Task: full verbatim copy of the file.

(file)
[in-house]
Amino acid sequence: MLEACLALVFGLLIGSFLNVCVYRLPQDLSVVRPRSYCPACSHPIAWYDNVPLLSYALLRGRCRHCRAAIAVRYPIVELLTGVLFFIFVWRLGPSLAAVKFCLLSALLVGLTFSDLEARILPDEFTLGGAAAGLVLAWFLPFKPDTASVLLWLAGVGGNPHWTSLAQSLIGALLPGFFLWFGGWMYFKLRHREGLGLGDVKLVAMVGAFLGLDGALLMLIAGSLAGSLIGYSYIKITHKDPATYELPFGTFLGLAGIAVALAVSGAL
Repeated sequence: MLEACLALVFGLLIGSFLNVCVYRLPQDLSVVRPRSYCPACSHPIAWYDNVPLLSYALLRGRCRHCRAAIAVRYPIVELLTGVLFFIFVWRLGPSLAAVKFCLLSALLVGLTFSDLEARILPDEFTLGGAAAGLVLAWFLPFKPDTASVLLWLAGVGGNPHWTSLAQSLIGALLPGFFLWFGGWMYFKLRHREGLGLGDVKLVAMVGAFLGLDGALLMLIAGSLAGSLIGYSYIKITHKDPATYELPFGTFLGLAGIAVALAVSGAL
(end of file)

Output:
[in-house]
Amino acid sequence: MLEACLALVFGLLIGSFLNVCVYRLPQDLSVVRPRSYCPACSHPIAWYDNVPLLSYALLRGRCRHCRAAIAVRYPIVELLTGVLFFIFVWRLGPSLAAVKFCLLSALLVGLTFSDLEARILPDEFTLGGAAAGLVLAWFLPFKPDTASVLLWLAGVGGNPHWTSLAQSLIGALLPGFFLWFGGWMYFKLRHREGLGLGDVKLVAMVGAFLGLDGALLMLIAGSLAGSLIGYSYIKITHKDPATYELPFGTFLGLAGIAVALAVSGAL
Repeated sequence: MLEACLALVFGLLIGSFLNVCVYRLPQDLSVVRPRSYCPACSHPIAWYDNVPLLSYALLRGRCRHCRAAIAVRYPIVELLTGVLFFIFVWRLGPSLAAVKFCLLSALLVGLTFSDLEARILPDEFTLGGAAAGLVLAWFLPFKPDTASVLLWLAGVGGNPHWTSLAQSLIGALLPGFFLWFGGWMYFKLRHREGLGLGDVKLVAMVGAFLGLDGALLMLIAGSLAGSLIGYSYIKITHKDPATYELPFGTFLGLAGIAVALAVSGAL